In SQL server there are so many trace flags. Why some of them need to be turned off. Some where i saw that trace flag 8017 need to be turned off. So i want to know which trace flag need to be tuned off and Why?
All should be turned off until you know why they should be implemented. Now if you inherit a server with a couple of trace flags on, do not just turn them off if you do not why they are there.
On a new server, knowledge first, then trace flag on. On a old server, leave as is, knowledge, make decision.
The Database Upgrade Advisor can report that trace flag 8017 needs to be turned off during the upgrade process, and re-enabled afterward.
Trace flag 8017 controls whether SQL Server creates schedulers for all logical processors, including those that are not available for SQL Server to use (according to the affinity mask).
Enabling the flag does not create these 'offline' schedulers, saving a few resources. It also means you cannot dynamically add processors for SQL Server by changing the affinity mask; you would need to change the affinity mask and then restart the instance.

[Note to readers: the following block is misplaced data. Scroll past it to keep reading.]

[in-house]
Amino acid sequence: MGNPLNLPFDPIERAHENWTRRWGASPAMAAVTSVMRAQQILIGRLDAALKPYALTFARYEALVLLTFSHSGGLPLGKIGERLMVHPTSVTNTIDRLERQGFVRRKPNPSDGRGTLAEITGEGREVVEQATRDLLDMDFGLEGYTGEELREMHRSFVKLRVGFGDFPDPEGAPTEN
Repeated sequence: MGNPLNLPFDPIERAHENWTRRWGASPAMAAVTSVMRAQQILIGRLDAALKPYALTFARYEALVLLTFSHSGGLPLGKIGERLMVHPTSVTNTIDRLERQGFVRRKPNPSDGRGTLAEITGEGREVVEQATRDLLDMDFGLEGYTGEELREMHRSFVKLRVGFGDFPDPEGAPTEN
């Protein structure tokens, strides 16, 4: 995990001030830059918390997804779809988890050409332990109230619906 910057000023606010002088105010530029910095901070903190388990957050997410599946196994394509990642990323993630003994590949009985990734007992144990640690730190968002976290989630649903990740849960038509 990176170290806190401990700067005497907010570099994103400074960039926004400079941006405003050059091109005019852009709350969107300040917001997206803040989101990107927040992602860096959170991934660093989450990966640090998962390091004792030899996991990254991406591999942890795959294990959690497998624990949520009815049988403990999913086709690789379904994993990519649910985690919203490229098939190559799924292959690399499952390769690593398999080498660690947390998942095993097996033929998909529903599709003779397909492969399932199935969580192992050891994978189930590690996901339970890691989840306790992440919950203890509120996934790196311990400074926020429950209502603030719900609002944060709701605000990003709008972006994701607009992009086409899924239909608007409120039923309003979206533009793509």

If you do not understand why the trace flag is present, do not remove it. There should be some documentation somewhere in your organization to say when and why it was added (and by whom). If not, well there's a process you should fix :)
To add more to what Raadee and Paul White (also confirm what eckes's comment already stated), TF 8017 is enabled by default in all SQL Server Express Edition versions since 2005. It's probably a way of throttling number of CPUs (sockets and/or cores) unsupported by SQL Server edition.
- SQL Server 2014 Express Edition, with 1 and 2 sockets, trace flag is on
- SQL Server 2016 Express Edition, with 1 socket, trace flag is on
- SQL Server 2016 Standard Edition, trace flag is off
CPU limits are described in various Microsoft documents, for example in Compute capacity limits by edition of SQL Server.
On 3rd party resources, TF 8017 is documented on Steinar Anderson's Trace Flag list which, by the way, links to this question.